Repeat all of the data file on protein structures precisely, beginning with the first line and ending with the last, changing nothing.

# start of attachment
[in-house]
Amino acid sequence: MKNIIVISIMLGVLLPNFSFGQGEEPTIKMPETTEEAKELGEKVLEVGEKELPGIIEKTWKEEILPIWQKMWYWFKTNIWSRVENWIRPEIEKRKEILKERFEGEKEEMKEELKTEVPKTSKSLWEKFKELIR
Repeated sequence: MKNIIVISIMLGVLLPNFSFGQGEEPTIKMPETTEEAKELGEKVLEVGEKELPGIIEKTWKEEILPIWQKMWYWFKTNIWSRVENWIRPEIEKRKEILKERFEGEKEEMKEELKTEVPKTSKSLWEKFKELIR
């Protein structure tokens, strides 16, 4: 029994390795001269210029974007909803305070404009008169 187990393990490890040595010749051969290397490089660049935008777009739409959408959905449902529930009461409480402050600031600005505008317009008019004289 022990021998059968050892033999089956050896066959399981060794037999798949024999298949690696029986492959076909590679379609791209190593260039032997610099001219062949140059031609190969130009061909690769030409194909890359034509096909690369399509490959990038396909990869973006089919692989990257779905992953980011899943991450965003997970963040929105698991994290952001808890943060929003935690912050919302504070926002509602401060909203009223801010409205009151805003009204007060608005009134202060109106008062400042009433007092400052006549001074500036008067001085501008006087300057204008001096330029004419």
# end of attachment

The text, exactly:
[in-house]
Amino acid sequence: MKNIIVISIMLGVLLPNFSFGQGEEPTIKMPETTEEAKELGEKVLEVGEKELPGIIEKTWKEEILPIWQKMWYWFKTNIWSRVENWIRPEIEKRKEILKERFEGEKEEMKEELKTEVPKTSKSLWEKFKELIR
Repeated sequence: MKNIIVISIMLGVLLPNFSFGQGEEPTIKMPETTEEAKELGEKVLEVGEKELPGIIEKTWKEEILPIWQKMWYWFKTNIWSRVENWIRPEIEKRKEILKERFEGEKEEMKEELKTEVPKTSKSLWEKFKELIR
């Protein structure tokens, strides 16, 4: 029994390795001269210029974007909803305070404009008169 187990393990490890040595010749051969290397490089660049935008777009739409959408959905449902529930009461409480402050600031600005505008317009008019004289 022990021998059968050892033999089956050896066959399981060794037999798949024999298949690696029986492959076909590679379609791209190593260039032997610099001219062949140059031609190969130009061909690769030409194909890359034509096909690369399509490959990038396909990869973006089919692989990257779905992953980011899943991450965003997970963040929105698991994290952001808890943060929003935690912050919302504070926002509602401060909203009223801010409205009151805003009204007060608005009134202060109106008062400042009433007092400052006549001074500036008067001085501008006087300057204008001096330029004419």